D.S.     Certainly not to me, but I could imagine that for the viewer she is. Though she wouldn't see herself as a character, but the reader could, the viewer could.

J.G.     What's interesting about the case with Dayanita and Mona, which I think, Francisco, is important for you, is where is the reciprocal edge in your story? Because Mona speaks back. Mona controls the lens. There's a reciprocity there that she's aware of and in conversation with.

D.S.     She’s actually leading the process.

J.G.     Yes, there’s a director-actor relationship, where both parties are subject to each other. And the film – the moving still image – is the quintessential moment within that because it collects you both, unannounced. So Fran, I wonder if the question is, where’s his voice? The subject of your exhibition? That may reconcile that question of characterising him because if he can speak back, then you're not characterising him. He is present and has a voice of his own.

F.B.     Yes, of course. Well, here we are.

D.S.     Here we are, that's a good title. It's a very good title.

J.G.     What you're moving through now sounds like a beautiful twenty-two year reflection on where you were and where you are now, trying to make sense of that.

D.S.     In some ways, twenty-two years just vanished.

It was like, either we had been together for twenty-two years and not known it or twenty-two years didn't happen.

I was experiencing this at the time when I was sent the email for this show. So that's why I asked for a conversation because I thought that was a sign as well. Why is someone curating a show about love and why is he asking me to be part of it?

F.B.     I have to say that this exhibition has a very mystical quality. We just carry on with the flow of things.

D.S.     That’s what I’m doing. I'm going with the flow of love. I really miss Mona because she met this person twenty-two years ago and she asked him – and this connects to Mona’s song, Rasik Balma – she said, is this English love or Hindustani love? And he said, you have to tell me what the difference is. And she said, if you don't know, then there's no point telling you, or something like that. She really grilled him to know whether he could become capable of Hindustani love, but she also adored him. He came to Delhi last week. The whole graveyard would have been full of marigolds to receive him. She would be so happy that what she predicted twenty-two years ago came true, has been true. Only he and I were not paying attention then. Wanting to share this with her makes me miss her terribly because, otherwise, Mona's in my heart. She's with me all the time1.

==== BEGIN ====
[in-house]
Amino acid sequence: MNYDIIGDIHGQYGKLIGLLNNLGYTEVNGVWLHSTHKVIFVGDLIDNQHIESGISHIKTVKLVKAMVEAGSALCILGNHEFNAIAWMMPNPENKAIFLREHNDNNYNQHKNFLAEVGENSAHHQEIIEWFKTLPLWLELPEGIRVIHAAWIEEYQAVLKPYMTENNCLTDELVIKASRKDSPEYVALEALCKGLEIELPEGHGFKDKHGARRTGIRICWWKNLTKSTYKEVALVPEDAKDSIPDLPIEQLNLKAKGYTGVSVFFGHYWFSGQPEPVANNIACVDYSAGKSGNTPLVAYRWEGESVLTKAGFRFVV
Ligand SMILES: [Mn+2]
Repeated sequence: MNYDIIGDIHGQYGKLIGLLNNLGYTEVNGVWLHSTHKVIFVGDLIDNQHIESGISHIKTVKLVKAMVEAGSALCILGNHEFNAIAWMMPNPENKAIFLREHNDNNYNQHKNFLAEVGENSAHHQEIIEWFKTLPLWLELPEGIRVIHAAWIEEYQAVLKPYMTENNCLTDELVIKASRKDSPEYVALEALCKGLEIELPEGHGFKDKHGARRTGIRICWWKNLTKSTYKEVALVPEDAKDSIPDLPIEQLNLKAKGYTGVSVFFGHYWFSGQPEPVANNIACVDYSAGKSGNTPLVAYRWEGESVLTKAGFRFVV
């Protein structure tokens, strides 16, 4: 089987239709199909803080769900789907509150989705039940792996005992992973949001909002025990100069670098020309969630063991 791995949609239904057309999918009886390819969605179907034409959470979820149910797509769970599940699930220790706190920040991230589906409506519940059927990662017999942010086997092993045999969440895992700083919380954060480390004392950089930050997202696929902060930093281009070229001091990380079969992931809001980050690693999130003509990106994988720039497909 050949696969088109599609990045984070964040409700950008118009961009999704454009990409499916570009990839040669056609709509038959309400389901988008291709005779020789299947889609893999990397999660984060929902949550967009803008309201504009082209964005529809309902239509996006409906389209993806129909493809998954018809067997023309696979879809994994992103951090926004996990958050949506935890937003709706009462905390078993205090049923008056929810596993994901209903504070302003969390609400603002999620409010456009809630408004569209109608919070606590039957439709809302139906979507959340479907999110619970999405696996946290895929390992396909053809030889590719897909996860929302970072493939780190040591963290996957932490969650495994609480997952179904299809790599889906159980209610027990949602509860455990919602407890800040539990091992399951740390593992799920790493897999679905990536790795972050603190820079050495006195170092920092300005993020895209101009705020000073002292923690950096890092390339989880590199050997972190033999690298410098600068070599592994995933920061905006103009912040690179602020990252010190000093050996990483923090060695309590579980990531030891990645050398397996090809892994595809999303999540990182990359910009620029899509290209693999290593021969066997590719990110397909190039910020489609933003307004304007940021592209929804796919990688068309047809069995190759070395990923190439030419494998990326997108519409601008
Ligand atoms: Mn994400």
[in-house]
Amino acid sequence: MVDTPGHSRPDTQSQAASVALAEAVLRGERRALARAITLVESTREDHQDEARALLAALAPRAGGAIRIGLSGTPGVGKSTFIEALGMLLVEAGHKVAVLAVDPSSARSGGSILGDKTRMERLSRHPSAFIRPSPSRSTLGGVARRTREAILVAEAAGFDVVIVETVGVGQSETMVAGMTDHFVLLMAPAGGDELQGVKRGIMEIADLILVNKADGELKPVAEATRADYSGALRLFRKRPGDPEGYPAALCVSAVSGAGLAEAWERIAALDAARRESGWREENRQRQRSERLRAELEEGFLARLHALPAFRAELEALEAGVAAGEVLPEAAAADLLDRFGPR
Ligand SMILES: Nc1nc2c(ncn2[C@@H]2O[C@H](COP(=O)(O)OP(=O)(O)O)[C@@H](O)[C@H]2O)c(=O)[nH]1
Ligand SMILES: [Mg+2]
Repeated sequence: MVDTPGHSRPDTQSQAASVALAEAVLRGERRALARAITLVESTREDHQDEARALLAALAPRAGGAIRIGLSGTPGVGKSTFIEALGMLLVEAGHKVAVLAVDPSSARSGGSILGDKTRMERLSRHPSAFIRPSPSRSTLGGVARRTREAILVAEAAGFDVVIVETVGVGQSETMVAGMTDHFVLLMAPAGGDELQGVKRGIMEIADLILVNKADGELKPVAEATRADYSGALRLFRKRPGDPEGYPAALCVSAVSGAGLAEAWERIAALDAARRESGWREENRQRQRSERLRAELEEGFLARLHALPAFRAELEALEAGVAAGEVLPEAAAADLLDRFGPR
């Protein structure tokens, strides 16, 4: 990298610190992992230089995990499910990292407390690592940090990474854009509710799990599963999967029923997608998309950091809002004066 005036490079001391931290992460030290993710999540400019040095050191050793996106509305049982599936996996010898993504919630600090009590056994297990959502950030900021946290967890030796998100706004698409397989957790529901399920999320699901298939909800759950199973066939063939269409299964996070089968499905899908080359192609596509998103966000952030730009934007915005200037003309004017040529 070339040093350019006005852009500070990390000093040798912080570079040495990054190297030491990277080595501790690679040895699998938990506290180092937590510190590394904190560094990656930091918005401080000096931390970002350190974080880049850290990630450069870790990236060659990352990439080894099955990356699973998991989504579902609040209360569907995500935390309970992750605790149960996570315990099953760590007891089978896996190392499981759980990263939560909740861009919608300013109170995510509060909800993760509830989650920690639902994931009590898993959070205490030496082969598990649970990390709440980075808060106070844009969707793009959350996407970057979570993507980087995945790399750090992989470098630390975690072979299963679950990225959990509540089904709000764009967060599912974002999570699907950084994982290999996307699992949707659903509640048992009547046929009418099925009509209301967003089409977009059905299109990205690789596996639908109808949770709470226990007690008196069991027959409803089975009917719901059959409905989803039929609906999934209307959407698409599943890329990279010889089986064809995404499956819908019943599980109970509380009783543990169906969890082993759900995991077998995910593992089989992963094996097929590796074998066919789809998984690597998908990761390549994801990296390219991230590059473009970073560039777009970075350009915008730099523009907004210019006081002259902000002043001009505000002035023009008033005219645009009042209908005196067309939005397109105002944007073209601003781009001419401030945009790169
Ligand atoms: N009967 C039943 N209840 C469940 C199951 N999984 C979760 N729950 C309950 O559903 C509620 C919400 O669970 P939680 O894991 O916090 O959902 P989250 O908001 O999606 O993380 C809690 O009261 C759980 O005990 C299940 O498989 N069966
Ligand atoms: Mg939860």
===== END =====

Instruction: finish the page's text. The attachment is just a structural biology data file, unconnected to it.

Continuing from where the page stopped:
1 Throughout this conversation with Dayanita Singh we talked about how public scrutiny and fascination with the state of Mona’s physical body and status pulled focus away from Mona, herself: her extraordinary, rebellious, and revolutionary life. At the same time, we worried together if making no mention of Mona’s identity undermined her courage and diluted the bigotry she faced. We landed on this footnote: “I am the third sex,” Mona told Singh. “I am not a man trying to be a woman. It is your society’s problem that you only recognise two sexes.” Mona Ahmed was born in 1947 and died in 2017.